-Meanwhile, across town (or, technically, in Detroit), every time Joe Torre sneezes now he moves up a spot on some decades-old all-time managerial stat list. Seems like he's hugging Jeter, Posada and Rivera, recieving a game ball, tearing up, and talking about how special milestone X is roughly every other Wednesday. This is generally a warning sign that a long and storied career is drawing to a close, a la Bernie Williams last year.

-Trevor Hoffman, Mariano Rivera, and Billy Wagner have all faltered repeatedly over the last week or two... late August is not a good time for relievers.

-The Psycho Fan has a great note from the Angels' broadcast a few days ago. Apparently announcer Steve Physioc observed that Jeter is the best defensive shortstop in Yankees history -- manifestly untrue; he's certainly their best-ever offensive shortstop, but fielding-wise, I'm not sure if he's even in the top 10 -- including Phil Rizzuto. As evidence he offered the fact that Jeter is the only Yankee shortstop ever to win a Gold Glove. Now, this would not be a convincing argument even if Gold Gloves had been given out before 1957... which, as The Psycho Fan points out, they were not. Brilliant.

August 21, 2007

The Folly Floater

By the way, I never got to say anything about Phil Rizzuto. All the obits have already been written, so I'll skip the full send-off, but Rizzuto really had the right idea about broadcasting -- he obviously loved the game and cared about it, but never took it, or himself, too seriously. (Of course he was a great player too, but I never got to see that firsthand). And he was blatantly partisan, but so good-natured that no one could hold it against him. ESPN producers and on-air talent should be locked in a dark room and forced to watch his broadcasts for days at a time, although really, I suppose, he didn't have the kind of persona you can successfully imitate.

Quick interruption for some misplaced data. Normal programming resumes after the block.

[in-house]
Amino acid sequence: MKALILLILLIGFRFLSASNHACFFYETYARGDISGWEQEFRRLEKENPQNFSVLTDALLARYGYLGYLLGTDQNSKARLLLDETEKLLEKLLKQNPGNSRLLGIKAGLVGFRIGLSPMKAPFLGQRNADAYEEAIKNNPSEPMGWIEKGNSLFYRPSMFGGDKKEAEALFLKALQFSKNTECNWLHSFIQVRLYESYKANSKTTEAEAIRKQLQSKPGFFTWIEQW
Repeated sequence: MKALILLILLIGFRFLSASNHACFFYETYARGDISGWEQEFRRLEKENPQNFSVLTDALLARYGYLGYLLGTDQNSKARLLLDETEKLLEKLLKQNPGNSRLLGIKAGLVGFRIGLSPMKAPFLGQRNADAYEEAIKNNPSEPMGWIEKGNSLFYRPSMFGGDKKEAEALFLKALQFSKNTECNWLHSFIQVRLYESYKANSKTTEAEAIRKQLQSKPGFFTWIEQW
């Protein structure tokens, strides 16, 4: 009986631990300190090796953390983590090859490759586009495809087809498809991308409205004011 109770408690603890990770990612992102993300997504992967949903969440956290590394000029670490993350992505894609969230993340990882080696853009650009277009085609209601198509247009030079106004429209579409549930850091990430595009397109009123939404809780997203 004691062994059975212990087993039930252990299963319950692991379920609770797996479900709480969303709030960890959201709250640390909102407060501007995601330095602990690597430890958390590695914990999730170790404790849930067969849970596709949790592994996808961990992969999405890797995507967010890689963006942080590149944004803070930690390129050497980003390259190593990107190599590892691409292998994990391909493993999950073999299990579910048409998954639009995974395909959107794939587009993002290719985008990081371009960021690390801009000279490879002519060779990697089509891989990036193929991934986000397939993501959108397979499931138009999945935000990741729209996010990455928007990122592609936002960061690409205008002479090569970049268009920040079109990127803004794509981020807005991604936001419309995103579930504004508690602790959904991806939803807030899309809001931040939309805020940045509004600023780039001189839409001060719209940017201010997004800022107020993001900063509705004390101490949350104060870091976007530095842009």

Anyway, Rizzuto's voice can be heard on this semi-famous YouTube clip of Steve Hamilton tossing his "folly floater" eephus pitch to the Indians' Tony Horton circa 1970. Beautiful; I don't think El Duque's ever gotten his that slow. Nice play by Thurman Munson, too, and priceless reaction from both dugouts, the crowd, and Horton himself... with, of course, a great call from Scooter.

[Update: Turns out Horton's professional career had a sad and early end. Too bad; I like his sense of humor.]

More later today on the local nines. That was quite a series the Mets and Padres just played... And that's quite a slider Joba Chamberlain's got. I could happily watch him just pitch to Vlad Guerrero for nine innings.

Baseball Player Name of the Week

From the Brevard County Manatees, recently defeated 4-3 by Pedro Martinez and the St. Lucie Mets:

Pitcher Josh Wahpepah.

(photo from

By the way, the Manatees are currently being terrorized by a "Pie Assassin" ("Millions live in fear!"):

Bystanders recoiled in fear that maybe it was a pie-terrorist attack. A threatening note found this morning stated that a new victim will be selected every home game for the remainder of the season, unless the alligator that slipped into the stadium this past week and led away in handcuffs is granted an unconditional pardon by the governor and given two seats for the playoff games...

..."It's just sick that you can't sit and watch a baseball game in peace without worrying about some crack-pot taking out his pie-ro-manical tendencies on us common folks," stated Manatees GM Buck Rogers. "We must catch this nut-job before he strikes again!" The voice of the Manatees, Kirk Aigus, was heard muttering on the air, "Oh, the Hugh Manatee!"
God I love minor league baseball.

August 20, 2007

Conine the Barbarian

I have a recap of last night's Yankee fiasco up at the Banter.

Over in MetsWorld... not all of Omar Minaya's moves have worked out, but I think it's safe to say the good has outweighed the bad by a solid margin. So I'm generally willing to give him the benefit of the doubt. But Jeff Conine? What, did they feel the team's median age was getting too low with the departure of Julio Franco?

To be fair, I guess they needed a right-handed bat and had limited options; add Damion Easley's ankle to the list of gruesome baseball injuries of recent years. I really, really didn't need to see that in Hi-Def.

In better news: Endy Chavez is coming! Hide your women and children!

Also: Johan Santana, in case you were wondering, is still mind-bogglingly awesome. Mets, Yankees, I don't care, I just want him in New York so I can see him pitch every fifth day. Whatever it takes -- trade Phil Hughes, or Phil Humber, or a kidney, or Derek Jeter's firstborn. Anything. Worth it.